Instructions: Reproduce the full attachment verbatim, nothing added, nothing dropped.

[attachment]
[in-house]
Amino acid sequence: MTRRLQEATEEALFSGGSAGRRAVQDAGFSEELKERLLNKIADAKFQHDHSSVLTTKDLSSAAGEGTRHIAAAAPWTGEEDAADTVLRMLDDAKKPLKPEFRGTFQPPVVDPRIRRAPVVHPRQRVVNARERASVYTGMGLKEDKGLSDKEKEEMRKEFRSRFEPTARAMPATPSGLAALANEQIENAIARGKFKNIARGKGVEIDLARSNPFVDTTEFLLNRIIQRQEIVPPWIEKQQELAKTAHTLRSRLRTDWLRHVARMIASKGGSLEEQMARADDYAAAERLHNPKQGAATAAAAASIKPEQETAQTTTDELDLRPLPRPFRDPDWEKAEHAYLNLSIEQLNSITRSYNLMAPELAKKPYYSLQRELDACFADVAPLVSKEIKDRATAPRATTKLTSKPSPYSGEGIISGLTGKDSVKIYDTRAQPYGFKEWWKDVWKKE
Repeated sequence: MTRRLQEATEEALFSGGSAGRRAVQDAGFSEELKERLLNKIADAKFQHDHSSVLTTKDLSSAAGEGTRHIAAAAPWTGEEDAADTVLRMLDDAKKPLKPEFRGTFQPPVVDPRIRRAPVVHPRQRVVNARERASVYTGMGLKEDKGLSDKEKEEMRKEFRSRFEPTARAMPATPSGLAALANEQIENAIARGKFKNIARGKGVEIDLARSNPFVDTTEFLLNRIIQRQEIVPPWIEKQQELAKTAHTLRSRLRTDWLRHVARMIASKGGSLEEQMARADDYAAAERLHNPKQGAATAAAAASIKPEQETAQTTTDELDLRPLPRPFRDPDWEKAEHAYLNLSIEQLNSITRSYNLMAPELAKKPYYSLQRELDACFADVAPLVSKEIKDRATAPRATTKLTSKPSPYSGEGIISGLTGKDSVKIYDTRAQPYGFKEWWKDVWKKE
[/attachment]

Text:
[in-house]
Amino acid sequence: MTRRLQEATEEALFSGGSAGRRAVQDAGFSEELKERLLNKIADAKFQHDHSSVLTTKDLSSAAGEGTRHIAAAAPWTGEEDAADTVLRMLDDAKKPLKPEFRGTFQPPVVDPRIRRAPVVHPRQRVVNARERASVYTGMGLKEDKGLSDKEKEEMRKEFRSRFEPTARAMPATPSGLAALANEQIENAIARGKFKNIARGKGVEIDLARSNPFVDTTEFLLNRIIQRQEIVPPWIEKQQELAKTAHTLRSRLRTDWLRHVARMIASKGGSLEEQMARADDYAAAERLHNPKQGAATAAAAASIKPEQETAQTTTDELDLRPLPRPFRDPDWEKAEHAYLNLSIEQLNSITRSYNLMAPELAKKPYYSLQRELDACFADVAPLVSKEIKDRATAPRATTKLTSKPSPYSGEGIISGLTGKDSVKIYDTRAQPYGFKEWWKDVWKKE
Repeated sequence: MTRRLQEATEEALFSGGSAGRRAVQDAGFSEELKERLLNKIADAKFQHDHSSVLTTKDLSSAAGEGTRHIAAAAPWTGEEDAADTVLRMLDDAKKPLKPEFRGTFQPPVVDPRIRRAPVVHPRQRVVNARERASVYTGMGLKEDKGLSDKEKEEMRKEFRSRFEPTARAMPATPSGLAALANEQIENAIARGKFKNIARGKGVEIDLARSNPFVDTTEFLLNRIIQRQEIVPPWIEKQQELAKTAHTLRSRLRTDWLRHVARMIASKGGSLEEQMARADDYAAAERLHNPKQGAATAAAAASIKPEQETAQTTTDELDLRPLPRPFRDPDWEKAEHAYLNLSIEQLNSITRSYNLMAPELAKKPYYSLQRELDACFADVAPLVSKEIKDRATAPRATTKLTSKPSPYSGEGIISGLTGKDSVKIYDTRAQPYGFKEWWKDVWKKE